On Luck and Wisdom
Luck and Wisdom aren’t just RPG stats! They’re guiding principles for how I try to live as a creative professional.
There’s what I call the Donoghue-Macklin concept of luck, which started as something Rob Donoghue said (italicized), with my addendum added (underlined):
Luck is largely about paying attention and having the will to act.
Getting work in this world isn’t like winning the lottery. It’s about seeing what’s around you and responding to opportunities that constantly present themselves in your life. I was “lucky” to meet Paul Tevis at GenCon SoCal 2003. And by luck, I mean he and I kept in touch, and talked about projects, and started plotting. Same with Fred Hicks, Brennan Taylor, Josh Roby, the various people in my software engineer career, etc.
All of these were chance meetings…that I observed were awesome and acted on. Chance meetings, coincidence, all sorts of happenstance happen around you all the time. Take the time to see it. Make the effort to act.
That’s luck. Wisdom is something I’ve been thinking a great deal about lately, as a number of people been applying the word “wise” to stuff that comes out of my mouth. Every time it happens, I just shrug and think “eh, it’s just me remembering a place where I fucked up” or “I just picked that up from someone else wiser than me.” I feel like I’ve hit this cusp where I’m just starting to be wise enough to know that I don’t know shit. Recently, I told a friend:
If I am at all wise, it is because I neither ignore nor obsess over the mountain of failure I have created in my years.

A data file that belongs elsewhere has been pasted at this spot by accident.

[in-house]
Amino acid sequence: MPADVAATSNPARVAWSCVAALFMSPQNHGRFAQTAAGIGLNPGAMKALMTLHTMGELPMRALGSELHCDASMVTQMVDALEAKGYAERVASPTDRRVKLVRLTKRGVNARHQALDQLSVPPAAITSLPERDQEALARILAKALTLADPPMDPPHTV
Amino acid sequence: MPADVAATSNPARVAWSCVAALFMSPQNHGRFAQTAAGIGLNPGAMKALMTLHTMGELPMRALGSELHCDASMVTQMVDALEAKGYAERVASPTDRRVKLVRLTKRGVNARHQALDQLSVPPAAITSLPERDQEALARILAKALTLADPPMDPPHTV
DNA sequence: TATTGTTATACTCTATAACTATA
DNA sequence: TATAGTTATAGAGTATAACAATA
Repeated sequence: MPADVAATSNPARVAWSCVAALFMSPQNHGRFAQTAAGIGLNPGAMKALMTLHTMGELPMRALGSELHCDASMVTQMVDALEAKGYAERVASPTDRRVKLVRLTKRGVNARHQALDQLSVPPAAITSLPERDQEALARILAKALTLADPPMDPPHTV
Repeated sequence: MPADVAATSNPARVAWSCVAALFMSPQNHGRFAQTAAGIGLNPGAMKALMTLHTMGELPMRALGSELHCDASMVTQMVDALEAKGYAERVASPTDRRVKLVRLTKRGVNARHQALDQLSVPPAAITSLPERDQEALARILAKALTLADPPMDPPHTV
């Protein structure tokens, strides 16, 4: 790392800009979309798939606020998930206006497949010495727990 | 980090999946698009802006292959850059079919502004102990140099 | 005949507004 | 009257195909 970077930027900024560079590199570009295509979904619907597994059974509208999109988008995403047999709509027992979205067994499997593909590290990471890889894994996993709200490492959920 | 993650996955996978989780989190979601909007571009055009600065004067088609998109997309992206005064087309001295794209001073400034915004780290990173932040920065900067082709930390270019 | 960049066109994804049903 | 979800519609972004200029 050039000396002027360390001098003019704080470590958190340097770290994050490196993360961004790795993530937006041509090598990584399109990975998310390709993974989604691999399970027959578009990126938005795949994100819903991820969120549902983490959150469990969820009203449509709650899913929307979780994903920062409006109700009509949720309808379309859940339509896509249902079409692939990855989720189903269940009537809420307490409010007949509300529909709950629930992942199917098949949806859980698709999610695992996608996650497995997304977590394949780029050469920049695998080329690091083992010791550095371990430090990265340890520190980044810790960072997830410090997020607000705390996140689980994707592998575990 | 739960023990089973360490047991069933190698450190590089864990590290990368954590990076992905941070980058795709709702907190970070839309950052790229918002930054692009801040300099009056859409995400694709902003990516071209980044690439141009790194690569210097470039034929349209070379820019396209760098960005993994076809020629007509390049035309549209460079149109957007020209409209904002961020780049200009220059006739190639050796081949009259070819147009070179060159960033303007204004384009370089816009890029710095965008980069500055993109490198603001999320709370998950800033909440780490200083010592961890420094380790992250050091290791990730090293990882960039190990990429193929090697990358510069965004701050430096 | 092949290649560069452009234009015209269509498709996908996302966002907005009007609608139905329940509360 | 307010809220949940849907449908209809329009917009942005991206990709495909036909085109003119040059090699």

Man, I have failed a lot at a great deal of things personally and professionally. And I will continue to. I endeavor to, as little as possible, fail the same way twice. But each failure is an opportunity to learn, to adapt, to better understand myself and the world and people around me. If I ignore them, I will not truly be walking forward, but in circles. If I obsess over them, I will not be walking forward, for I will not walk at all. Instead, I must be mindful of them, and turn my failures into lessons, and lessons into allies.
There’s one failure in particular that I often look back on. Some time in 2008, there was a bit of nerdgame around the indie concept of ashcans that I took part in, because (as is often the case) I felt like I had a unique perspective as someone who tried the process and felt it flawed. So I posted about it (though I can’t find it anymore to link to), and I used something like “ashcans are a cancer on our community” — hyperbole that I thought would actually disarm some of the more pointed bits of my post, because I mean fuck, who actually thinks that sort of thing literally?
Surprise, surprise, I was misread. And got called out for it. I continue to be indebted to Remi Treuer for his taking the time to talk to a man he called “the most hateful guy in our community.” We talked on the phone, and I tried to use my inflection to indicate what I really meant. He called me on it still, because I wasn’t in control of my inflection on the Internet. He showed me where I greviously fucked up. And since then, I have taken “don’t post hyperbole on the Internet” as a rule I work hard to keep in mind. That is one of the many failures in my life that I have learned from.
I suppose that specific bit is a combination of luck & wisdom, given that I saw an opportunity and acted on it. Still, with this week, I feel like it’s a good thing to remind myself of.
P.S. Yes, this isn’t the post some of you were expecting. Sometimes, on occasion, I am wise enough to actually walk away from Internet toxicity.